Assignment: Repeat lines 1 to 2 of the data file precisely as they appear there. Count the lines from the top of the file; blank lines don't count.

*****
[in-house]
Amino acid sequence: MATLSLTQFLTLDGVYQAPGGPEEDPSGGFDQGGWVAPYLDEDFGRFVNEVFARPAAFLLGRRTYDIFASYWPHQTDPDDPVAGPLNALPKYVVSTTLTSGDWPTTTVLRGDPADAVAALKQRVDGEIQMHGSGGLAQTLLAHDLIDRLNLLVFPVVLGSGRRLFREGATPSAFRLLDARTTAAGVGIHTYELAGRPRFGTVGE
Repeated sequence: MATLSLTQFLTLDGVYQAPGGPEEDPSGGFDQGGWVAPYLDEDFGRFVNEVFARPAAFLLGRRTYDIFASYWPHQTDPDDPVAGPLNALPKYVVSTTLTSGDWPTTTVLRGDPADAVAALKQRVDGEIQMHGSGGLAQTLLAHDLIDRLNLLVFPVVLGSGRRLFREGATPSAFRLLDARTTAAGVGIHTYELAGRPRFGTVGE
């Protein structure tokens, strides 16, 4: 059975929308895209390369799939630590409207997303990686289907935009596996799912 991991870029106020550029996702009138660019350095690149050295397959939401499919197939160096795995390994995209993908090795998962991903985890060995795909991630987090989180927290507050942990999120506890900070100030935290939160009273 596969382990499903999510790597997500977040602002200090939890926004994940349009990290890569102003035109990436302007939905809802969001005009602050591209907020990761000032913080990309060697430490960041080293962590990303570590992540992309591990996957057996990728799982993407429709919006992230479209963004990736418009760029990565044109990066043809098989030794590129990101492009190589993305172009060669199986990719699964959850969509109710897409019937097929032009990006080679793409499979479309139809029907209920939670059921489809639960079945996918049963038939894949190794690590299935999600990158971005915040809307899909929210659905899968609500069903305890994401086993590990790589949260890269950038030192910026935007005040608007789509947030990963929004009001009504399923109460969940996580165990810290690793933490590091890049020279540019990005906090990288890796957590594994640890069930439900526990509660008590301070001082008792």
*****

[in-house]
Amino acid sequence: MATLSLTQFLTLDGVYQAPGGPEEDPSGGFDQGGWVAPYLDEDFGRFVNEVFARPAAFLLGRRTYDIFASYWPHQTDPDDPVAGPLNALPKYVVSTTLTSGDWPTTTVLRGDPADAVAALKQRVDGEIQMHGSGGLAQTLLAHDLIDRLNLLVFPVVLGSGRRLFREGATPSAFRLLDARTTAAGVGIHTYELAGRPRFGTVGE